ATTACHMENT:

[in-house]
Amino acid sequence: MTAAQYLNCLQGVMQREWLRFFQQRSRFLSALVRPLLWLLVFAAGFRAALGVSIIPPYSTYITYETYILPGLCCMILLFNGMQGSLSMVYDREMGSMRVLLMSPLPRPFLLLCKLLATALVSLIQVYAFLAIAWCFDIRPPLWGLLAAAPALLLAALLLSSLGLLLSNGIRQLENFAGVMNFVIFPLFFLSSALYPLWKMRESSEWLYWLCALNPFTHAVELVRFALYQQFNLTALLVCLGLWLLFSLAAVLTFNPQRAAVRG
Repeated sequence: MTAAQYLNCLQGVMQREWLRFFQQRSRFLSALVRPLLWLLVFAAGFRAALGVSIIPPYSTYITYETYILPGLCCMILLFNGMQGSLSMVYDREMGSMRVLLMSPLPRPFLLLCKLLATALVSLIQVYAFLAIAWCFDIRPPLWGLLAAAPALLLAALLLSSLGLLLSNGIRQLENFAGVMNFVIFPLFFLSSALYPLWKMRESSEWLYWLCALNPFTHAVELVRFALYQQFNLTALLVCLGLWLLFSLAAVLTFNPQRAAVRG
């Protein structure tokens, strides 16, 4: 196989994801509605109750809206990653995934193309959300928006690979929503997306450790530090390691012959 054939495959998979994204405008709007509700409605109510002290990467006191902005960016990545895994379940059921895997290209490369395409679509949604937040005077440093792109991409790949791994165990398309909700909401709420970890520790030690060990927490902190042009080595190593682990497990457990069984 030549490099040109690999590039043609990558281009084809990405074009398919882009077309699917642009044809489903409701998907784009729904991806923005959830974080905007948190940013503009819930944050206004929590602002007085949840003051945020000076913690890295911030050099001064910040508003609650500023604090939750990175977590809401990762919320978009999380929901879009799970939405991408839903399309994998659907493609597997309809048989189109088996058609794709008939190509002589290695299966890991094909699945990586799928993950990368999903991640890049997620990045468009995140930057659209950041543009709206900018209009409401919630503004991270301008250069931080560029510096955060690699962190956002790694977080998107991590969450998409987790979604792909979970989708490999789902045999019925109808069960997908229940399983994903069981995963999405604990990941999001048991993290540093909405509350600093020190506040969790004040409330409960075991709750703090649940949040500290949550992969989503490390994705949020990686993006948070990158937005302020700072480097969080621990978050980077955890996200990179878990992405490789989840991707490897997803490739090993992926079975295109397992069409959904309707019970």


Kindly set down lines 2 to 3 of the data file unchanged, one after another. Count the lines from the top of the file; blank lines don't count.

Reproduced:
Amino acid sequence: MTAAQYLNCLQGVMQREWLRFFQQRSRFLSALVRPLLWLLVFAAGFRAALGVSIIPPYSTYITYETYILPGLCCMILLFNGMQGSLSMVYDREMGSMRVLLMSPLPRPFLLLCKLLATALVSLIQVYAFLAIAWCFDIRPPLWGLLAAAPALLLAALLLSSLGLLLSNGIRQLENFAGVMNFVIFPLFFLSSALYPLWKMRESSEWLYWLCALNPFTHAVELVRFALYQQFNLTALLVCLGLWLLFSLAAVLTFNPQRAAVRG
Repeated sequence: MTAAQYLNCLQGVMQREWLRFFQQRSRFLSALVRPLLWLLVFAAGFRAALGVSIIPPYSTYITYETYILPGLCCMILLFNGMQGSLSMVYDREMGSMRVLLMSPLPRPFLLLCKLLATALVSLIQVYAFLAIAWCFDIRPPLWGLLAAAPALLLAALLLSSLGLLLSNGIRQLENFAGVMNFVIFPLFFLSSALYPLWKMRESSEWLYWLCALNPFTHAVELVRFALYQQFNLTALLVCLGLWLLFSLAAVLTFNPQRAAVRG